The dispersion and scattering in the ISM and the IGM mean that, in radio surveys, the flux density of dispersed transients will appear to drop more quickly with distance than expected from the inverse-square law. There is an additional effect which needs to be considered which arises because the optimal signal-to-noise ratio (SNR) of a given dataset is achieved when the binning time of the data is approximately equal to the pulse width. If this time is too short, then not all of the pulse is observed, and if it is too long then unnecessary noise is added to the signal, effectively increasing the minimum flux we are sensitive to (and therefore reducing the observed volume). The combination of the luminosity, distance, propagation effects and binning time makes difficult to determine analytically, so we use simulations to determine the rate of FRBs, and the volume of the Universe sampled by several next-generation observatories.

3.2 Simulations

We simulated pulses (with 1 ms intrinsic width, assumed to be standard candles with the mean specific luminosity of the six known bursts; 50 Jy Gpc at 1400 MHz555This specific luminosity, if persisting over 20 GHz, corresponds to a radio-band luminosity of  W and an energy release of  J.) propagating through space, and interacting with the ISM and IGM, then being observed with a range of integration/binning times. For our calculations, we assume that the fluence of the pulse is conserved through scattering; if this is not the case, the sensitivity to scattered FRBs will be reduced. Binning times for beamformed observations were limited to , and the integration times for images were chosen to be . The lower limit of 1 s for imaging surveys was arbitrarily chosen to distinguish between imaging and beamformed observations. If images are taken on shorter timescales, then the imaging rates will improve because they will be more sensitive to unscattered FRBs. The dwell times for the simulated observations were chosen to be 600 s for beamformed observations, and 10000 s for imaging observations. Care should be taken when selecting a dwell time for FRB observations to ensure the dwell time is significantly longer than the dispersive delay across the band, so the probability of detecting the whole dispersed pulse (and hence the sensitivity of the observation) is maximised. We assume that beamformed data are perfectly dedispersed, and images are not dedispersed at all. The simulations are performed for DMs from  pc cm (, where corresponds to the end of cosmic reionization in Ioka’s simulations). For beamformed observations, we assume that the entire field-of-view can be tiled out with coherently combined beams, which have the same sensitivity as imaging observations. Noise levels were based on expected values for the effective area and system temperature of operating and planned telescopes from the scientific literature and scaled assuming the integrated noise (see Table 3 for the specific parameters used to simulate each observatory).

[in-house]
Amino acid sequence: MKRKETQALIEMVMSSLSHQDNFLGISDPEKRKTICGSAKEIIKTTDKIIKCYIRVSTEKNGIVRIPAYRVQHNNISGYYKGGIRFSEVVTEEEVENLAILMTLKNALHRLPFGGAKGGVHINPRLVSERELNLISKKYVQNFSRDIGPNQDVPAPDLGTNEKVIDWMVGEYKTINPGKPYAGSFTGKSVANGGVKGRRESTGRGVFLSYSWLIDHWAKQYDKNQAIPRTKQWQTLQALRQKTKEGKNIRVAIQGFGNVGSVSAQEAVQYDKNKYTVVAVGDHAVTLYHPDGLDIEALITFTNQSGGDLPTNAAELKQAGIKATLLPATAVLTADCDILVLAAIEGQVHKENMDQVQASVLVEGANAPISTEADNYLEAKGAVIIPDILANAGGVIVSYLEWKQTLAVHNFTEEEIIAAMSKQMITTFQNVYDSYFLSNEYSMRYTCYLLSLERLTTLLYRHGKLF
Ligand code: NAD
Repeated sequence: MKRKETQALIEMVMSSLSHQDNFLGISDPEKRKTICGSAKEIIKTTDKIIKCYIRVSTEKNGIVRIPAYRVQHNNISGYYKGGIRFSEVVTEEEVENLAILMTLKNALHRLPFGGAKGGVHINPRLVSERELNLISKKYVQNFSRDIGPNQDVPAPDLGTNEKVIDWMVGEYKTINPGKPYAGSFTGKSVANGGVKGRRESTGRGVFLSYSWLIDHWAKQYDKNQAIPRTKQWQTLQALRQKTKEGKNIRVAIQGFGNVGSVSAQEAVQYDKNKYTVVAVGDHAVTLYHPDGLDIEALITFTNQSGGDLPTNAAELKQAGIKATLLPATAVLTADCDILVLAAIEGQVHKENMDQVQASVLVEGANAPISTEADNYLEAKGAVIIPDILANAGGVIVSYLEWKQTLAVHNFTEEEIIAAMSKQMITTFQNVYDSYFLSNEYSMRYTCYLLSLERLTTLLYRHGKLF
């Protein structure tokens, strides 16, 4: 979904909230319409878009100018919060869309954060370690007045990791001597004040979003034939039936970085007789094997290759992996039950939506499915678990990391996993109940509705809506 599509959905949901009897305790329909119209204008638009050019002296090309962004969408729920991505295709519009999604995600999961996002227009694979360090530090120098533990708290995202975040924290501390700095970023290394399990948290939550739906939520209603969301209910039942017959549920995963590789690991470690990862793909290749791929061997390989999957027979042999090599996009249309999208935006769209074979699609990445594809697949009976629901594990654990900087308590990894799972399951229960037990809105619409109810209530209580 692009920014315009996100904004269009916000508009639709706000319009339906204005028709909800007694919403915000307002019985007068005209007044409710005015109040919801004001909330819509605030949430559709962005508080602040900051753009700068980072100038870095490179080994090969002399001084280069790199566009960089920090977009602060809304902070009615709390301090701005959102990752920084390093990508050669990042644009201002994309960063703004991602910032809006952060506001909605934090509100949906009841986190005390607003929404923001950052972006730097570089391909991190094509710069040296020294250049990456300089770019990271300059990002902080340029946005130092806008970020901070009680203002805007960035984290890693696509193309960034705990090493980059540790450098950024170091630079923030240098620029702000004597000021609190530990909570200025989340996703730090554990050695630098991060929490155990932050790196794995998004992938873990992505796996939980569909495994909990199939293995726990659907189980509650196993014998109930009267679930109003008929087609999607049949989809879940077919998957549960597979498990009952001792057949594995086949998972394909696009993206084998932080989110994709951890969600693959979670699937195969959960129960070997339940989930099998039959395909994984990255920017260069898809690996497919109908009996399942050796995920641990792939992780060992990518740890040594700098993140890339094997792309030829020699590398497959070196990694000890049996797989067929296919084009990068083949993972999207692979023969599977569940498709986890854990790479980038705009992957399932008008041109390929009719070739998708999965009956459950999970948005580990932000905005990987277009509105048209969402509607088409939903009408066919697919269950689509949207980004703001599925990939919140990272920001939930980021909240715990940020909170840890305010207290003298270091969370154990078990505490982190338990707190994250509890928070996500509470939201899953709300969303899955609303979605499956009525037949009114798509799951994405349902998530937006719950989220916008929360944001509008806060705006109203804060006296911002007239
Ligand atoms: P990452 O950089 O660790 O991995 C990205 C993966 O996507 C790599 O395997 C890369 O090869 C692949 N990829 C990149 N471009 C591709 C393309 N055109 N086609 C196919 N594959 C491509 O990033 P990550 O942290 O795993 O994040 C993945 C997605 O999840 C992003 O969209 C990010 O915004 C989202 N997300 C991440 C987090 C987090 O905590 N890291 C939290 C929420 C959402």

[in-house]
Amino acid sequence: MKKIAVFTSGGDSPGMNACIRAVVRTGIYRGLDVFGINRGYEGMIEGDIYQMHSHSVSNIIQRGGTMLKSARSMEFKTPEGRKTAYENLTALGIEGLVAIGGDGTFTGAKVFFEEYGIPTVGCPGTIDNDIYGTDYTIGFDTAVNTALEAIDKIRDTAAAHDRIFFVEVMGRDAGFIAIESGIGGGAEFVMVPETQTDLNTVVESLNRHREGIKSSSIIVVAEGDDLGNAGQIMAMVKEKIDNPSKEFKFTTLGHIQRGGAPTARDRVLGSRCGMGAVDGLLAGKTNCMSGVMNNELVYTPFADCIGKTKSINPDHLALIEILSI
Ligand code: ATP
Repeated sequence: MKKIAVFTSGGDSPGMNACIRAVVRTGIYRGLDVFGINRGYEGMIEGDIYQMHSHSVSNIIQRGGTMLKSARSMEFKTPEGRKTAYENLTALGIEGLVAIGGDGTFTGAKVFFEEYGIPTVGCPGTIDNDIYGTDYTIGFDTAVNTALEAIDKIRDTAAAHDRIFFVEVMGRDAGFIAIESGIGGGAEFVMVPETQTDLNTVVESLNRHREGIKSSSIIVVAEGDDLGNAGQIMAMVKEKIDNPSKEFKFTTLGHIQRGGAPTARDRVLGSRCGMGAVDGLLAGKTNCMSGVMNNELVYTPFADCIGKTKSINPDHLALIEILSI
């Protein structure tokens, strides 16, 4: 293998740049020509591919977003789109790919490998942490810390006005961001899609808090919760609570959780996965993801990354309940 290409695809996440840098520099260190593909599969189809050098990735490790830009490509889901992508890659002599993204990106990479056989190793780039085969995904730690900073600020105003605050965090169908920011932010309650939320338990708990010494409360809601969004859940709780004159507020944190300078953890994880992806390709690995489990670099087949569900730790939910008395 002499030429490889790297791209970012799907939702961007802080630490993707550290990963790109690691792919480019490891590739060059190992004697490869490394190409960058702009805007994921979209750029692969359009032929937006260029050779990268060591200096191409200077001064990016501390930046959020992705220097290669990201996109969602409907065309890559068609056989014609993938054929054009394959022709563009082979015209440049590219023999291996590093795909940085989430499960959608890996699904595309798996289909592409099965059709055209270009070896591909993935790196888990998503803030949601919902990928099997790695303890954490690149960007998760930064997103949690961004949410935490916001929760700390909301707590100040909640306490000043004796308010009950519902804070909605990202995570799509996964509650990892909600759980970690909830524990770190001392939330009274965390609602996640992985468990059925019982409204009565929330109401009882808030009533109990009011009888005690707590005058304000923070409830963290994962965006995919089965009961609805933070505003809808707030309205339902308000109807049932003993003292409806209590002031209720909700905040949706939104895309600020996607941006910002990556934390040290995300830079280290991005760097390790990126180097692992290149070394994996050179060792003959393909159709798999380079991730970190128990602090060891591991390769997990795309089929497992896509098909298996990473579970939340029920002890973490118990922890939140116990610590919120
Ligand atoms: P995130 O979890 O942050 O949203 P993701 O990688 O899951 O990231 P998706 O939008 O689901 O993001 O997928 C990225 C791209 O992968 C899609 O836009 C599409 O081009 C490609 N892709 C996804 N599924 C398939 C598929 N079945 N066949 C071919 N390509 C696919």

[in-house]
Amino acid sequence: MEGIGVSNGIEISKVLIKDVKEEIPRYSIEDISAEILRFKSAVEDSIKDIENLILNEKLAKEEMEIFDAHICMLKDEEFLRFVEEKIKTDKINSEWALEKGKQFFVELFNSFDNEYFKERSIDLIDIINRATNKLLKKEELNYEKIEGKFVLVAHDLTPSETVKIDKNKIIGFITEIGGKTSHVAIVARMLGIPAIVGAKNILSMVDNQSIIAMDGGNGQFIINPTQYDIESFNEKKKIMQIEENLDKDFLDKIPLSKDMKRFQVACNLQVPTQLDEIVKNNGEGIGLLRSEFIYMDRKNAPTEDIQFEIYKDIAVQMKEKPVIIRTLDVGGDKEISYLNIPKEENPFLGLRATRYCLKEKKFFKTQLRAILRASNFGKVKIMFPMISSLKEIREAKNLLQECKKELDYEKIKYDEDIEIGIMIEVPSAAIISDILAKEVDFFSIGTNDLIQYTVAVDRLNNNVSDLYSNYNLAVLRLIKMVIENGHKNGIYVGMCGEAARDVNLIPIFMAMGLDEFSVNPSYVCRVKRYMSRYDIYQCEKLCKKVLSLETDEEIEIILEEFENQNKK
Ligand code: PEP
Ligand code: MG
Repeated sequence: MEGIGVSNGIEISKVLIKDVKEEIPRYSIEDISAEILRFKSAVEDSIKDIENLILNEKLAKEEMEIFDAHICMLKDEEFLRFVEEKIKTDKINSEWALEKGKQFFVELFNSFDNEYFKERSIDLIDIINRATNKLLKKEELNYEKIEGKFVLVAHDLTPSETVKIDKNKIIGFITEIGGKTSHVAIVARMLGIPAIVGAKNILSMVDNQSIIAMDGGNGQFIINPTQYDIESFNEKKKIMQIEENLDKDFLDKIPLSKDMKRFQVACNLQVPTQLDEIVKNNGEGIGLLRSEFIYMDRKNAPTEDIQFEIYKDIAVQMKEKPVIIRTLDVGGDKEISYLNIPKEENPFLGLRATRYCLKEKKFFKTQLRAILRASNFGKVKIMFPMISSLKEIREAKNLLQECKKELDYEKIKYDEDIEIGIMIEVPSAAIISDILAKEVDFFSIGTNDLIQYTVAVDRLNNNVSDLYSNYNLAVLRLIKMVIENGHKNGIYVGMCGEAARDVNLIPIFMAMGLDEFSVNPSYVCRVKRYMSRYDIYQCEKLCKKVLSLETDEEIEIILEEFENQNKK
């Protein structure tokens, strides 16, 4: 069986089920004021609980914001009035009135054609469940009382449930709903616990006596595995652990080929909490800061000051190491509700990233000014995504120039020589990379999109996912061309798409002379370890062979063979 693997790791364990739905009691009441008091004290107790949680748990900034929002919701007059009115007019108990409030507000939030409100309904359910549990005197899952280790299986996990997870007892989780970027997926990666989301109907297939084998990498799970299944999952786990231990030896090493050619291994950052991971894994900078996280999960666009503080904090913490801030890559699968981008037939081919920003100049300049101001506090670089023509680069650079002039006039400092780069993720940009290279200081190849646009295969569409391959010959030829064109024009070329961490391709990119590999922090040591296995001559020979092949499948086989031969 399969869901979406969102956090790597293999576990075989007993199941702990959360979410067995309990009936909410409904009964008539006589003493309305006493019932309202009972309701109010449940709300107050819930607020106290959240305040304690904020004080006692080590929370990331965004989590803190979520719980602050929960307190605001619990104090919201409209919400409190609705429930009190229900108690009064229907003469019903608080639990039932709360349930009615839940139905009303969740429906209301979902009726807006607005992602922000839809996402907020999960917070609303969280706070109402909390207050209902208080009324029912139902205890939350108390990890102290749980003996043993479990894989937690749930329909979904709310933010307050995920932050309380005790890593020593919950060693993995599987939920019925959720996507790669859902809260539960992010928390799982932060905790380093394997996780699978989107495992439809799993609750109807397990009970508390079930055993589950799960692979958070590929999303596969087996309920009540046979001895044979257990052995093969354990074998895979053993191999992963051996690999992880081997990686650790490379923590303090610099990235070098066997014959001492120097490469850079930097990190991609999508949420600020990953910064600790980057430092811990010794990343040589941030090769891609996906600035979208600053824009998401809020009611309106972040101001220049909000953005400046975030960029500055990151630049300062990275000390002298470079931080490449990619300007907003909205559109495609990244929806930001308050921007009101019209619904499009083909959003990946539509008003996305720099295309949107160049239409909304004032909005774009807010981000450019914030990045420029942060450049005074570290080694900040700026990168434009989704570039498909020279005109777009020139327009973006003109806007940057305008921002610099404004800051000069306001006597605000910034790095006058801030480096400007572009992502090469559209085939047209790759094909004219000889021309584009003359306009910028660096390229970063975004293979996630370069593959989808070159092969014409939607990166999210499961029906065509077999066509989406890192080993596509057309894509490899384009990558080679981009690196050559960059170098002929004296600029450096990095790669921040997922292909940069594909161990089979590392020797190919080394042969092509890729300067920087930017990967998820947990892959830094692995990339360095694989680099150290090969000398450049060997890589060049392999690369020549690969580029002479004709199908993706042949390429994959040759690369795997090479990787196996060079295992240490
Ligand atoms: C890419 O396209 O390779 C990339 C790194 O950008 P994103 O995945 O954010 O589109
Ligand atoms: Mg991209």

The electron distribution in the IGM is not well known, but because the concentration of electrons is thought to be lower in the IGM, we anticipate that the scatter-broadening of pulses by the IGM may be lower than that of our Galaxy. Any contribution to the DM or scatter-broadening from a host galaxy will also be reduced because it will be redshifted from higher frequencies. We therefore simulated two scenarios:

  1. High Scattering – The IGM causes temporal scatter broadening which follows the Bhat et al. (2004) relation (the same as the ISM).

  2. No Scattering – There is no temporal scatter broadening.

The real rate will lie between these two extremes. Where not specified, the Galactic DM is assumed to be 150 pc cm, which is the mean DM of all directions in the sky (based on the NE2001 model, Cordes & Lazio, 2002).

3.3 Rate of the Parkes FRBs

We calculate by applying our simulations to the surveys which found the known FRBs. The surveys concerned are the Parkes Magellanic Clouds Pulsar Survey (MCS, Manchester et al., 2006), the Parkes Multi-beam Pulsar Survey (PMPS, Manchester et al., 2001), and the High Time Resolution Universe Survey (HTRU, Keith et al., 2010). All surveys were undertaken using the Parkes Multi-beam receiver (see Table 3 for instrumental properties). The MCS observed for a total of 480 hours, the PMPS observed for a total of 1800 hours, and at the time of the publication of Thornton et al. (2013), 552 hours of the HTRU had been searched for FRBs. One FRB was found in the MCS and the PMPS, and four were found in 24% of the HTRU. We used our simulations to determine the volume of sky covered in each survey, and then used that to determine .